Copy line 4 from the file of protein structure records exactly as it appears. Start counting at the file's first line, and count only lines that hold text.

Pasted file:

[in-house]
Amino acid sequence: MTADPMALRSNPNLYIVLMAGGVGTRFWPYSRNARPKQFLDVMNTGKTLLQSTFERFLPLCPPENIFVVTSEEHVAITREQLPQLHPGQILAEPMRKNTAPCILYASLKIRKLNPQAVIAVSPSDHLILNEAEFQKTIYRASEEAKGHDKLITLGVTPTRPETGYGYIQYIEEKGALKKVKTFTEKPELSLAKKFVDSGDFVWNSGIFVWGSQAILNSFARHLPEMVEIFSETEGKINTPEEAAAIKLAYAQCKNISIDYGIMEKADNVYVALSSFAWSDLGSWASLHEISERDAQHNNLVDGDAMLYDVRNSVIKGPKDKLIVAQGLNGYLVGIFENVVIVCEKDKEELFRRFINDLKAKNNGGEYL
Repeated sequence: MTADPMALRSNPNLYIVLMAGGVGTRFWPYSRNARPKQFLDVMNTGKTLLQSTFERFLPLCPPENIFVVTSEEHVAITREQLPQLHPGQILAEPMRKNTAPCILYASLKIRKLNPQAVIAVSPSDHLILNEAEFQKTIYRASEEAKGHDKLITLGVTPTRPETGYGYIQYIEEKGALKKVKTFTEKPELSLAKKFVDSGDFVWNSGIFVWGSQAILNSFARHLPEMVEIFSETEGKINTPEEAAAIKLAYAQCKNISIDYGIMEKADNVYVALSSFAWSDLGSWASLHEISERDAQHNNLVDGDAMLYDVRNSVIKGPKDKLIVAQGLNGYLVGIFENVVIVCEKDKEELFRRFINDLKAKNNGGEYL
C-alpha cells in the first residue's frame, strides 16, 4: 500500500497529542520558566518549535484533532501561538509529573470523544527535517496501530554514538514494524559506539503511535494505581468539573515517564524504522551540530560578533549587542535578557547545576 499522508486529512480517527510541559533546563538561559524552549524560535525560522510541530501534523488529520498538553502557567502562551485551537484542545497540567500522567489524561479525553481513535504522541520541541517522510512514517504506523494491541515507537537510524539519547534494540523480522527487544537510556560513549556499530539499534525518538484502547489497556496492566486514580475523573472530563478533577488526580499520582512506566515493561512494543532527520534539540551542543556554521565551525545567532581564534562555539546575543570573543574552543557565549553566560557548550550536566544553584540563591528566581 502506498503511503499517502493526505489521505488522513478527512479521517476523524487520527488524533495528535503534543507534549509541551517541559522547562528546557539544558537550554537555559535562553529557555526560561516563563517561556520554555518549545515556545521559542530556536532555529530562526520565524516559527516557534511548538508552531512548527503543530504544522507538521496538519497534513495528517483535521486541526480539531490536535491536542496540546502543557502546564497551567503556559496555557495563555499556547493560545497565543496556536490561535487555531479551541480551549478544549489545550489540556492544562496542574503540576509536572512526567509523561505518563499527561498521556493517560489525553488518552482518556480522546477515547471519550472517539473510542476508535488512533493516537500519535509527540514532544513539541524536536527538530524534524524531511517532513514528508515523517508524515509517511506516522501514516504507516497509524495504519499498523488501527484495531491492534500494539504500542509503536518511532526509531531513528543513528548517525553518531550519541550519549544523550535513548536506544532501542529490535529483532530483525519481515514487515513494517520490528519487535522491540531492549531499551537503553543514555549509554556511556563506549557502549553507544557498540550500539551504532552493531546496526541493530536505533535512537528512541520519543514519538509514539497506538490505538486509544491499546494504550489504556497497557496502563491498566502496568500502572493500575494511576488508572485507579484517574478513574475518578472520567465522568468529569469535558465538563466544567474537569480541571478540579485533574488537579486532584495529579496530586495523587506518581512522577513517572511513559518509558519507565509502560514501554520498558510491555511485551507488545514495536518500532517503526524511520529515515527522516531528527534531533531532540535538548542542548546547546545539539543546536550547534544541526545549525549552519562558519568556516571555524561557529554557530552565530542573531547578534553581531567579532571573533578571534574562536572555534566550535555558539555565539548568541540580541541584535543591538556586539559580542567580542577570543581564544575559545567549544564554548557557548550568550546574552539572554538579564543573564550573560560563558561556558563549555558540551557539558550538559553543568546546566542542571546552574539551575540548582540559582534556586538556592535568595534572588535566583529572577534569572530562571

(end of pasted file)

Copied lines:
C-alpha cells in the first residue's frame, strides 16, 4: 500500500497529542520558566518549535484533532501561538509529573470523544527535517496501530554514538514494524559506539503511535494505581468539573515517564524504522551540530560578533549587542535578557547545576 499522508486529512480517527510541559533546563538561559524552549524560535525560522510541530501534523488529520498538553502557567502562551485551537484542545497540567500522567489524561479525553481513535504522541520541541517522510512514517504506523494491541515507537537510524539519547534494540523480522527487544537510556560513549556499530539499534525518538484502547489497556496492566486514580475523573472530563478533577488526580499520582512506566515493561512494543532527520534539540551542543556554521565551525545567532581564534562555539546575543570573543574552543557565549553566560557548550550536566544553584540563591528566581 502506498503511503499517502493526505489521505488522513478527512479521517476523524487520527488524533495528535503534543507534549509541551517541559522547562528546557539544558537550554537555559535562553529557555526560561516563563517561556520554555518549545515556545521559542530556536532555529530562526520565524516559527516557534511548538508552531512548527503543530504544522507538521496538519497534513495528517483535521486541526480539531490536535491536542496540546502543557502546564497551567503556559496555557495563555499556547493560545497565543496556536490561535487555531479551541480551549478544549489545550489540556492544562496542574503540576509536572512526567509523561505518563499527561498521556493517560489525553488518552482518556480522546477515547471519550472517539473510542476508535488512533493516537500519535509527540514532544513539541524536536527538530524534524524531511517532513514528508515523517508524515509517511506516522501514516504507516497509524495504519499498523488501527484495531491492534500494539504500542509503536518511532526509531531513528543513528548517525553518531550519541550519549544523550535513548536506544532501542529490535529483532530483525519481515514487515513494517520490528519487535522491540531492549531499551537503553543514555549509554556511556563506549557502549553507544557498540550500539551504532552493531546496526541493530536505533535512537528512541520519543514519538509514539497506538490505538486509544491499546494504550489504556497497557496502563491498566502496568500502572493500575494511576488508572485507579484517574478513574475518578472520567465522568468529569469535558465538563466544567474537569480541571478540579485533574488537579486532584495529579496530586495523587506518581512522577513517572511513559518509558519507565509502560514501554520498558510491555511485551507488545514495536518500532517503526524511520529515515527522516531528527534531533531532540535538548542542548546547546545539539543546536550547534544541526545549525549552519562558519568556516571555524561557529554557530552565530542573531547578534553581531567579532571573533578571534574562536572555534566550535555558539555565539548568541540580541541584535543591538556586539559580542567580542577570543581564544575559545567549544564554548557557548550568550546574552539572554538579564543573564550573560560563558561556558563549555558540551557539558550538559553543568546546566542542571546552574539551575540548582540559582534556586538556592535568595534572588535566583529572577534569572530562571